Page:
It’s all-too-clear that Amazon is on an unprecedented roll. And if anyone is still thinking of the company as simply a big online retailer, think again, and fast.
We’ll put it this way: Amazon doesn’t only have its finger in every pie. Rather, the now trillion-dollar conglomerate is creating new pies, from space venture to The Washington Post – and now digital advertising.
But let’s take a step back and get a healthily terrifying taste of the numbers. Amazon’s growth is astounding, set for a 39% yearly increase. In a recent interview with CNBC, Analyst Michael Pachter made a prediction that is as startling as it is, ironically, entirely believable:
“In my estimation, Amazon has 1.5% of global retail. It can easily reach 5%, and probably 10% over our lifetimes.”
Now, in a move that almost seems too neat to be real, Amazon is capitalising on a service capability that it originally used to build its own growth and offering it to other companies: digital marketing.
Amazon is primely – excuse the pun – positioned to hugely disrupt online advertising. How? Brands simply cannot ignore the ever-growing melting pot of Amazon’s customers and their demand. And the reality is that more and more customers are beginning their purchase journey there. Because of this, Amazon is able to record and catalogue data that is a whole lot more valuable than data captured earlier on in customer purchase journeys, and offer it to advertisers. This data’s insight into customer buying patterns is what makes it gold.
And digital advertisers are catching on fast. According to Marin’s recent report, State of Digital Advertising 2018, 33% of digital advertisers believe Amazon’s rise is the trend that will impact their business the most.
With Amazon’s swift rise in this area, the obvious elephants in the room are Google and Facebook – the two mammoths that have, up until now, blazed to the forefront of digital advertising.
Dania, our Head of Paid Media Strategy, agrees that Google, in particular, is losing speed, saying, “For now, Google remains the leading digital ad platform. But its share has gone down by -10% since 2016 in the US. That share keeps waning as the overall digital advertising market grows.”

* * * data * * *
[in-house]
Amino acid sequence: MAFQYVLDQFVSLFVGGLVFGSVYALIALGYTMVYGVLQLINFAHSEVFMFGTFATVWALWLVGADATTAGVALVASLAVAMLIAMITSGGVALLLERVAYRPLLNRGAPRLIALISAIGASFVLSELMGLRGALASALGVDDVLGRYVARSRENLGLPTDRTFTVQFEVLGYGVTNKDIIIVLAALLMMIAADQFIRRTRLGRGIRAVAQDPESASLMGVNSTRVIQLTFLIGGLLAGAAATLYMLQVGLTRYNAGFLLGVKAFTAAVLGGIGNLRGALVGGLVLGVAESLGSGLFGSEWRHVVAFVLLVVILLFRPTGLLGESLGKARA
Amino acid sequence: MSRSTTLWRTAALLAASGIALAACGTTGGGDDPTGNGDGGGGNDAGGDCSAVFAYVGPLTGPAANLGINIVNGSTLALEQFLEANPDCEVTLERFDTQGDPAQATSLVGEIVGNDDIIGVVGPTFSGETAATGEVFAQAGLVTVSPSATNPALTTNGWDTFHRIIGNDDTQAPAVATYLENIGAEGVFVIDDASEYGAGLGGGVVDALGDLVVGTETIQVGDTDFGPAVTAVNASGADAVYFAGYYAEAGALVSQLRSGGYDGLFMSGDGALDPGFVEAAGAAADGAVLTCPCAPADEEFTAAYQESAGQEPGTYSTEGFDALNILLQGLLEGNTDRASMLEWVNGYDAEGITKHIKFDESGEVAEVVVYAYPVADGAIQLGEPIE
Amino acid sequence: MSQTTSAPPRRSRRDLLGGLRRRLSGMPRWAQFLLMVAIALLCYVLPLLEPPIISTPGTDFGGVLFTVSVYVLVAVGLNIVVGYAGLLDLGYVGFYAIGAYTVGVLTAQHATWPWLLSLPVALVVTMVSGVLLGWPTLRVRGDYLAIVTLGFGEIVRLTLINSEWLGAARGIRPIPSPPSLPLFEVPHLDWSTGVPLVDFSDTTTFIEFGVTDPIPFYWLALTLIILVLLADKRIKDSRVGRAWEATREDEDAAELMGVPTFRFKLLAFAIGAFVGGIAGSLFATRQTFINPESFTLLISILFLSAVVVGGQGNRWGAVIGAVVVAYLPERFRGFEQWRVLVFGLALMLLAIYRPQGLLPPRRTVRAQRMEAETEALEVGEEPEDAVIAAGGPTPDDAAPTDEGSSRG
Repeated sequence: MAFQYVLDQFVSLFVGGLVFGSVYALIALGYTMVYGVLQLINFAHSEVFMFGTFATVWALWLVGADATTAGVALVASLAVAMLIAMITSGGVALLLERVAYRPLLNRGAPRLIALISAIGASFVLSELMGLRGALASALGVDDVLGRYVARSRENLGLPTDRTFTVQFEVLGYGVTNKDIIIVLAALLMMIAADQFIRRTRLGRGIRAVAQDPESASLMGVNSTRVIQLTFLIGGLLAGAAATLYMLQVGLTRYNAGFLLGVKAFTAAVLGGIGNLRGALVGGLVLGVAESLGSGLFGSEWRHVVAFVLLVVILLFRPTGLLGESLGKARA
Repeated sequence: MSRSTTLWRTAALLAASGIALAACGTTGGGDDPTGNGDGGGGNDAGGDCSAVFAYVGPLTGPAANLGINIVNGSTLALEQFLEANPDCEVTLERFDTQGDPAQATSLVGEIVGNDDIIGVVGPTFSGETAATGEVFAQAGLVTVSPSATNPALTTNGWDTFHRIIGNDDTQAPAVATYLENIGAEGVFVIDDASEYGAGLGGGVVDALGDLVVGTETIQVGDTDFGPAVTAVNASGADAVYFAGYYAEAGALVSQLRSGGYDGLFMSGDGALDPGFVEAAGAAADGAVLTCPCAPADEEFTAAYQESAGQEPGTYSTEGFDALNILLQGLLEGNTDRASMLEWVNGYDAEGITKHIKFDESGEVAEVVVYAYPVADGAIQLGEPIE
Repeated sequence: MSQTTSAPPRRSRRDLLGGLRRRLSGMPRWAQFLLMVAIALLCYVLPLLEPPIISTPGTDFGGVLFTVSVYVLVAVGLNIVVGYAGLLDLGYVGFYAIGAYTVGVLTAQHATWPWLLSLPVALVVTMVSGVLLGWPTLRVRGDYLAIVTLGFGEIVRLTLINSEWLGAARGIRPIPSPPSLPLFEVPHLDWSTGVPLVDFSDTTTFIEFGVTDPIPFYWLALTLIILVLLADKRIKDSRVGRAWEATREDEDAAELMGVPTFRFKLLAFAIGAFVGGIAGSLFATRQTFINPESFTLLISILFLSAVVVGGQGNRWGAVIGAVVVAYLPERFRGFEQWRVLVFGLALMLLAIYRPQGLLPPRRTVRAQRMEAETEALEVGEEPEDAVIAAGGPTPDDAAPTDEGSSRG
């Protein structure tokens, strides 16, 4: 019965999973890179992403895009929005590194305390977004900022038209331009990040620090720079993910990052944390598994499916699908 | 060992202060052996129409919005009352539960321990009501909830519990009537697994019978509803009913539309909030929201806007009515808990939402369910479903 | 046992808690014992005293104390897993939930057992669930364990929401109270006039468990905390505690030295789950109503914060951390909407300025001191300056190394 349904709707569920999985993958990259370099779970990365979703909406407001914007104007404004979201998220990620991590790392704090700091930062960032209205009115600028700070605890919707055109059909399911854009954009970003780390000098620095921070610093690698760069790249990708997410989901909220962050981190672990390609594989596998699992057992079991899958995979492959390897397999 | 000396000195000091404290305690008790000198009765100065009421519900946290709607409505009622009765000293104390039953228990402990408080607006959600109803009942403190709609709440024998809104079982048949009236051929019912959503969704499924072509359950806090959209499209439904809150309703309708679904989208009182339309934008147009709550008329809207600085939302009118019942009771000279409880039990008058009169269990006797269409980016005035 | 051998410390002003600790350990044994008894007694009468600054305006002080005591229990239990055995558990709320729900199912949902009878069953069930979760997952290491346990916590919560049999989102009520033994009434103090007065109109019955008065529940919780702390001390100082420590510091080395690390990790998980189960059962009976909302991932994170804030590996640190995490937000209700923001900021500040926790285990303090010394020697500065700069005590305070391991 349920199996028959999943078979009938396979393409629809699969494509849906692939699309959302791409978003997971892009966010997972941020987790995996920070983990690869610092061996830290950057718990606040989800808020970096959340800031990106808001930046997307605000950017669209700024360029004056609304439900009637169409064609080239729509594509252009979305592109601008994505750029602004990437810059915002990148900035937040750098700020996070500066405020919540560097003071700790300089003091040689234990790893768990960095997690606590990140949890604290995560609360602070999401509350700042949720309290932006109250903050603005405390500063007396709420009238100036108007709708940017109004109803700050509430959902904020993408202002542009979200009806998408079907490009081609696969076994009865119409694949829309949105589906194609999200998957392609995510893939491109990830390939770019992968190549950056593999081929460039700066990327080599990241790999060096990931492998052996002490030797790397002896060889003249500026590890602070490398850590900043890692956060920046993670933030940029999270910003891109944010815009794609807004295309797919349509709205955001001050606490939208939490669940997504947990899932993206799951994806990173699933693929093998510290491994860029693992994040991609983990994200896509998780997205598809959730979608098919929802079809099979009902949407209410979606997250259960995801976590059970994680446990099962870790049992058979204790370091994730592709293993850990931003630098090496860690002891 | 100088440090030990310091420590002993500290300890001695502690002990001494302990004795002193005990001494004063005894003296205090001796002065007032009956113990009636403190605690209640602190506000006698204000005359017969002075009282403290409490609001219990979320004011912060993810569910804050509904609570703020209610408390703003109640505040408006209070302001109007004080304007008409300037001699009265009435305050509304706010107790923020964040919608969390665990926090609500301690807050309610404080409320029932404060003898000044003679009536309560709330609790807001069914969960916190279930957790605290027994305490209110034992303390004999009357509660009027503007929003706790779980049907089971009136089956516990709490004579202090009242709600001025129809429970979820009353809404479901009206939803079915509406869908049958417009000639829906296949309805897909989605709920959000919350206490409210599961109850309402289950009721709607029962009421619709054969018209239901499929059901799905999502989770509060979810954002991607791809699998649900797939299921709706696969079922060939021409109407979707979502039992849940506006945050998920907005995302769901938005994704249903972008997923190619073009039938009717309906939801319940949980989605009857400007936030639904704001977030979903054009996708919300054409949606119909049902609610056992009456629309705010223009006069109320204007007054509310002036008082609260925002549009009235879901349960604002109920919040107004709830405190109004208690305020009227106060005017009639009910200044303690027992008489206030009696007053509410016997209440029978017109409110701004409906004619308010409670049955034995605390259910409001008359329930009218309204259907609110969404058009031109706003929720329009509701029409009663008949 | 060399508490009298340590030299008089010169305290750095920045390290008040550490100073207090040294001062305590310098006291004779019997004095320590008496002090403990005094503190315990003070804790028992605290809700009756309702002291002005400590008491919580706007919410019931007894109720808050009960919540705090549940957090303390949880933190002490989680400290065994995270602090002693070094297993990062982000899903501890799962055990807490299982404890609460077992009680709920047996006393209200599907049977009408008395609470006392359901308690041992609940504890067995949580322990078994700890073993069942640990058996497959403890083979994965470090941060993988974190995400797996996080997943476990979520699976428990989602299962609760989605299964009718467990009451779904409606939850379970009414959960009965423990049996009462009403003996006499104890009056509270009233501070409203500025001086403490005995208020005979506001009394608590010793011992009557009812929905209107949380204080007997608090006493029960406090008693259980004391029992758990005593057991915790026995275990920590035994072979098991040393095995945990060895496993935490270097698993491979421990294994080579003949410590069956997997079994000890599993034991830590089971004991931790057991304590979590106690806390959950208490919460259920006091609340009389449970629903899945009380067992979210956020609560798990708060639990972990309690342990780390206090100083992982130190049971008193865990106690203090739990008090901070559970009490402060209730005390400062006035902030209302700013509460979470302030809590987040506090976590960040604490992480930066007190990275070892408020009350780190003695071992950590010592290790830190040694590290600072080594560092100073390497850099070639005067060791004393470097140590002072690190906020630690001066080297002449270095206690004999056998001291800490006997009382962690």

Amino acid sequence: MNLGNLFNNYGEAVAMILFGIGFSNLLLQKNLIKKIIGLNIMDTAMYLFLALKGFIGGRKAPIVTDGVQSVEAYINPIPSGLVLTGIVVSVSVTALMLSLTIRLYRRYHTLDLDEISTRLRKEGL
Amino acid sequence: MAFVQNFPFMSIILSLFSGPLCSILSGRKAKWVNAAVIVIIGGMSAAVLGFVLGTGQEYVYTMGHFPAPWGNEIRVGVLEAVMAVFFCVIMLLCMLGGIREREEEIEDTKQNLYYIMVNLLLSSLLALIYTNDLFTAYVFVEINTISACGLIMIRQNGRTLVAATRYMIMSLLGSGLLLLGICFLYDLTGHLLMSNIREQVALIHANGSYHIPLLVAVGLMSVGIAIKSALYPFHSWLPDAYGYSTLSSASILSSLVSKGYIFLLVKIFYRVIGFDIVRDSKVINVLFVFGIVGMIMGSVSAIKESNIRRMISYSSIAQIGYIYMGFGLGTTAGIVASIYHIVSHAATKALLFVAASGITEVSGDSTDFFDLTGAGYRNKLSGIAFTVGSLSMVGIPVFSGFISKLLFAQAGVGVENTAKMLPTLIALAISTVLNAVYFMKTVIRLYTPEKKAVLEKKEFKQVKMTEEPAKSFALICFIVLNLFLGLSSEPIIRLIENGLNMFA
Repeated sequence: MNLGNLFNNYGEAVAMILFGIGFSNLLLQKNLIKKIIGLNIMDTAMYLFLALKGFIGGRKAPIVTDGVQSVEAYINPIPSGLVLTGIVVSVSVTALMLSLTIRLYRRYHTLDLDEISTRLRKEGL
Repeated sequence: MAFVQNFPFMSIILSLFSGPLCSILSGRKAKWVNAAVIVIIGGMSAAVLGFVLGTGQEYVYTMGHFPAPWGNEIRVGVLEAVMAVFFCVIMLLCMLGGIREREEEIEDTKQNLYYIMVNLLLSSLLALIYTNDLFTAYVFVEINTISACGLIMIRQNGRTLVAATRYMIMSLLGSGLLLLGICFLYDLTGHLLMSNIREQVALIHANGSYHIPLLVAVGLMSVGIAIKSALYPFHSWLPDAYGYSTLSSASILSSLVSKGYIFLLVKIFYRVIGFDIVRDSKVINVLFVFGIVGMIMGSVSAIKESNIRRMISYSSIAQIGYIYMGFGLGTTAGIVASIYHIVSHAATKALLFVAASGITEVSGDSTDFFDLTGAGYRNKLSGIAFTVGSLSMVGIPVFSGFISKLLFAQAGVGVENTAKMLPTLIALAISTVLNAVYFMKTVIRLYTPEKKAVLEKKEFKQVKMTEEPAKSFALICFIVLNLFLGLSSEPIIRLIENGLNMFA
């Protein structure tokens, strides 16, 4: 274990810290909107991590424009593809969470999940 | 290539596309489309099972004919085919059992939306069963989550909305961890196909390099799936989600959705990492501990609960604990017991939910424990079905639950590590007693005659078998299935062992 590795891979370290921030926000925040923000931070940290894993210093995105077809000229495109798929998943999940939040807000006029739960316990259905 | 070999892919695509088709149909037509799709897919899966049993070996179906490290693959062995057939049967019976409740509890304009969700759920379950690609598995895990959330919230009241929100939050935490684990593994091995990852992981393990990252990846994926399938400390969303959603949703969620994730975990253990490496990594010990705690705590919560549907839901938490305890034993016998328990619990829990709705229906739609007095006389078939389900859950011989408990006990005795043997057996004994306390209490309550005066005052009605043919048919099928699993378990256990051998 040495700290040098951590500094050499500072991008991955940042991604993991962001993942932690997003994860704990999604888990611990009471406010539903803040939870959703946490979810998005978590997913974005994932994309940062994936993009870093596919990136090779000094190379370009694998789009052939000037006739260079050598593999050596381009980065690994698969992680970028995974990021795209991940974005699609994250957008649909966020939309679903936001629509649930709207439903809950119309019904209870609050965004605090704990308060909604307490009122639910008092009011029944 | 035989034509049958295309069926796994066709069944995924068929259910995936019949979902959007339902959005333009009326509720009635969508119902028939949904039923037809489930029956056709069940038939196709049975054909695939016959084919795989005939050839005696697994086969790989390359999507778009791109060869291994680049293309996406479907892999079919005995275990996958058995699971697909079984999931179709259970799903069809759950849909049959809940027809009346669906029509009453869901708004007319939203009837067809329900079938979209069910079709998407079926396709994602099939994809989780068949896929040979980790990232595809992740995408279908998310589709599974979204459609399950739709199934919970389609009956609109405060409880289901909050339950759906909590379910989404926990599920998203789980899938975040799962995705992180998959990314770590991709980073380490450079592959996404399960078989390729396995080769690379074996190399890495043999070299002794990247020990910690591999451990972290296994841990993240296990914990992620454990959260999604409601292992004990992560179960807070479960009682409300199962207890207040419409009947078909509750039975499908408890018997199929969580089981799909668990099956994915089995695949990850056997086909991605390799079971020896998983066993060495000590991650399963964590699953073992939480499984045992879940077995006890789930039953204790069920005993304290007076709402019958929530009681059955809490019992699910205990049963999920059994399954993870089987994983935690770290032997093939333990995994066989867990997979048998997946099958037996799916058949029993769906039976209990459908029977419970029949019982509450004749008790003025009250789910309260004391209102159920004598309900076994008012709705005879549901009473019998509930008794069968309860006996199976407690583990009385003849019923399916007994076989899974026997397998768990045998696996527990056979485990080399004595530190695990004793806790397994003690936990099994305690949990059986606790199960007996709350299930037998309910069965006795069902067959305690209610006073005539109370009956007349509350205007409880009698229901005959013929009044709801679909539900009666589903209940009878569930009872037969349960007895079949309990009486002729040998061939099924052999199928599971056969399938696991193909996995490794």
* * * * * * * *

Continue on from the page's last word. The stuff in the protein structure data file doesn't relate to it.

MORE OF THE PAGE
The writing’s on the wall: Amazon has what Google and Facebook don’t: late-stage buyer intent and data capturing it.
It’s important to holistically understand the omnipresent digital marketing power Amazon has. Amazon Marketplace Advertising has three main lynchpins: it sells sponsored product ads, headline service ads and product display ads on a cost-per-click basis to its partners.
Essentially, at the risk of any more baked goods metaphors, Amazon is having its cake and eating it too. The company has effectively cut out the middleman when it comes to online advertising. Think about it: Unlike Facebook or Google, Amazon makes money through both the front end – selling advertising to other brands – and the back-end, when those advertised products are then sold on Amazon.
“This puts them at a huge advantage to Google and Facebook,” Ben Tregoe, SVP at Nanigans, says, noting that in 2018’s first quarter, Amazon made $2 billion in advertising alone. “The advantage is Amazon’s ability to win those customers cost-effectively.”
It’s worth backtracking for a second and considering that first lynchpin – sponsored product ads – in regard to social media advertising, too. Whereas before, Amazon’s price and customer reviews were likely the chief factors taken into account by customers when choosing what to buy on Amazon, the company’s sponsored product ads are changing that. The key thing to bear in mind here is the difference between this sponsored content and that of Google’s or Facebook’s is that it appears more organically to the user.
This is partly because of the unique environment these ads exist in: a hub in the lower-funnel of customer demand. Because of this, Amazon’s ads are a whole lot less distracting than you might think. And when both targeting and relevance are leveraged correctly, these ads can appear almost as organically as their organic counterparts. Neither Google or Facebook have this power, simply because their consumers are nowhere near this level of the customer-intent funnel.
Tregoe sums it up well, saying, “Amazon gets to cherry pick the best customers and all the other advertisers get the leftovers . . . [They] can’t make the math work. They’re at a structural disadvantage to Amazon in the bidding for the customers’ eyes.”
The key question is, what does this really mean? Whether Amazon will successfully monopolise the digital advertising space is unclear. Either way, Amazon’s ability to garner growth in one market, and then leverage that to gain dominance in another (the advertising space, in this case) is quite remarkable.
What’s true is this: the future’s looking interesting. Advertising’s evolving fast, and so are are we.